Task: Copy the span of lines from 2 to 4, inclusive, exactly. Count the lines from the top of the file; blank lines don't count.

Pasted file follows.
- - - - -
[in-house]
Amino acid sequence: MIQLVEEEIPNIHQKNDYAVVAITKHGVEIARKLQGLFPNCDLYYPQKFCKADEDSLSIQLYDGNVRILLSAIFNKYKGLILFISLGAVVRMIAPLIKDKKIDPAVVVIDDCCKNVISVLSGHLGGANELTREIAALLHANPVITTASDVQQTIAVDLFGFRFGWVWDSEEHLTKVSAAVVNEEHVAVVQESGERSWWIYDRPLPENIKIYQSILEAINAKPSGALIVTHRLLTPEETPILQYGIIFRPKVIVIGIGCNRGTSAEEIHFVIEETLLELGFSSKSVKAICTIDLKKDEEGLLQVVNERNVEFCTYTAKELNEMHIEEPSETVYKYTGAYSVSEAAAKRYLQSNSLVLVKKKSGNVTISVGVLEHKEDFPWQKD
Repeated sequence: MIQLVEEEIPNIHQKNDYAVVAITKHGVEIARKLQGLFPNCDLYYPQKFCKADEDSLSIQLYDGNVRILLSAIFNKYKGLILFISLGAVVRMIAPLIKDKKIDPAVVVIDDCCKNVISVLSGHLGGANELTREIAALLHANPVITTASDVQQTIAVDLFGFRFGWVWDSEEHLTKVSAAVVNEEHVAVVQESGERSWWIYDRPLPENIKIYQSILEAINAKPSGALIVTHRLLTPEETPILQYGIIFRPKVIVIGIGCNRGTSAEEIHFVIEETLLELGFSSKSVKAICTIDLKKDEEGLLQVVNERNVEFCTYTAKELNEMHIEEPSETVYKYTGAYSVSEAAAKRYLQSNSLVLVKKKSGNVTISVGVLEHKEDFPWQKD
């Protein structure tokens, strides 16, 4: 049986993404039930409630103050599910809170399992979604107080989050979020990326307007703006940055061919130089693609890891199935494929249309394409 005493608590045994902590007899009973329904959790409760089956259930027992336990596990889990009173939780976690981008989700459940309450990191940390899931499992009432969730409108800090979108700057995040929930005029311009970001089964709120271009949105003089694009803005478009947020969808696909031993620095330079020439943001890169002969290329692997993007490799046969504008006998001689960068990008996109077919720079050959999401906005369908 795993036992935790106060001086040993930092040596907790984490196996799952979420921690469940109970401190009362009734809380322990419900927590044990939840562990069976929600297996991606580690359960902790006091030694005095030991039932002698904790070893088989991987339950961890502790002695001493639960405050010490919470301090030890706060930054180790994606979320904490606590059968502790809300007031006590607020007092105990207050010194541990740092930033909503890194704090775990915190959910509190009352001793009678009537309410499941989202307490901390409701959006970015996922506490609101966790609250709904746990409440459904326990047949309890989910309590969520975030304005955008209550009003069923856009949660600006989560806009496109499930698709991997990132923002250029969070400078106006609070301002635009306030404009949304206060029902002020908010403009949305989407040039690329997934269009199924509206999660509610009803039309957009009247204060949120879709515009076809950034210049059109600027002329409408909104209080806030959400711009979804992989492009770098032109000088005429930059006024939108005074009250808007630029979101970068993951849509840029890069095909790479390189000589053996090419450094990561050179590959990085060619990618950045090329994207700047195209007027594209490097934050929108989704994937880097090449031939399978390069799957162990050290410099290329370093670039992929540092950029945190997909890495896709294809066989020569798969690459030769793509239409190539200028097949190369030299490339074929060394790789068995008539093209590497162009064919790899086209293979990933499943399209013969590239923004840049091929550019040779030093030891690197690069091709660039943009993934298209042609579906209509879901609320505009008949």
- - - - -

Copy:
Amino acid sequence: MIQLVEEEIPNIHQKNDYAVVAITKHGVEIARKLQGLFPNCDLYYPQKFCKADEDSLSIQLYDGNVRILLSAIFNKYKGLILFISLGAVVRMIAPLIKDKKIDPAVVVIDDCCKNVISVLSGHLGGANELTREIAALLHANPVITTASDVQQTIAVDLFGFRFGWVWDSEEHLTKVSAAVVNEEHVAVVQESGERSWWIYDRPLPENIKIYQSILEAINAKPSGALIVTHRLLTPEETPILQYGIIFRPKVIVIGIGCNRGTSAEEIHFVIEETLLELGFSSKSVKAICTIDLKKDEEGLLQVVNERNVEFCTYTAKELNEMHIEEPSETVYKYTGAYSVSEAAAKRYLQSNSLVLVKKKSGNVTISVGVLEHKEDFPWQKD
Repeated sequence: MIQLVEEEIPNIHQKNDYAVVAITKHGVEIARKLQGLFPNCDLYYPQKFCKADEDSLSIQLYDGNVRILLSAIFNKYKGLILFISLGAVVRMIAPLIKDKKIDPAVVVIDDCCKNVISVLSGHLGGANELTREIAALLHANPVITTASDVQQTIAVDLFGFRFGWVWDSEEHLTKVSAAVVNEEHVAVVQESGERSWWIYDRPLPENIKIYQSILEAINAKPSGALIVTHRLLTPEETPILQYGIIFRPKVIVIGIGCNRGTSAEEIHFVIEETLLELGFSSKSVKAICTIDLKKDEEGLLQVVNERNVEFCTYTAKELNEMHIEEPSETVYKYTGAYSVSEAAAKRYLQSNSLVLVKKKSGNVTISVGVLEHKEDFPWQKD
């Protein structure tokens, strides 16, 4: 049986993404039930409630103050599910809170399992979604107080989050979020990326307007703006940055061919130089693609890891199935494929249309394409 005493608590045994902590007899009973329904959790409760089956259930027992336990596990889990009173939780976690981008989700459940309450990191940390899931499992009432969730409108800090979108700057995040929930005029311009970001089964709120271009949105003089694009803005478009947020969808696909031993620095330079020439943001890169002969290329692997993007490799046969504008006998001689960068990008996109077919720079050959999401906005369908 795993036992935790106060001086040993930092040596907790984490196996799952979420921690469940109970401190009362009734809380322990419900927590044990939840562990069976929600297996991606580690359960902790006091030694005095030991039932002698904790070893088989991987339950961890502790002695001493639960405050010490919470301090030890706060930054180790994606979320904490606590059968502790809300007031006590607020007092105990207050010194541990740092930033909503890194704090775990915190959910509190009352001793009678009537309410499941989202307490901390409701959006970015996922506490609101966790609250709904746990409440459904326990047949309890989910309590969520975030304005955008209550009003069923856009949660600006989560806009496109499930698709991997990132923002250029969070400078106006609070301002635009306030404009949304206060029902002020908010403009949305989407040039690329997934269009199924509206999660509610009803039309957009009247204060949120879709515009076809950034210049059109600027002329409408909104209080806030959400711009979804992989492009770098032109000088005429930059006024939108005074009250808007630029979101970068993951849509840029890069095909790479390189000589053996090419450094990561050179590959990085060619990618950045090329994207700047195209007027594209490097934050929108989704994937880097090449031939399978390069799957162990050290410099290329370093670039992929540092950029945190997909890495896709294809066989020569798969690459030769793509239409190539200028097949190369030299490339074929060394790789068995008539093209590497162009064919790899086209293979990933499943399209013969590239923004840049091929550019040779030093030891690197690069091709660039943009993934298209042609579906209509879901609320505009008949």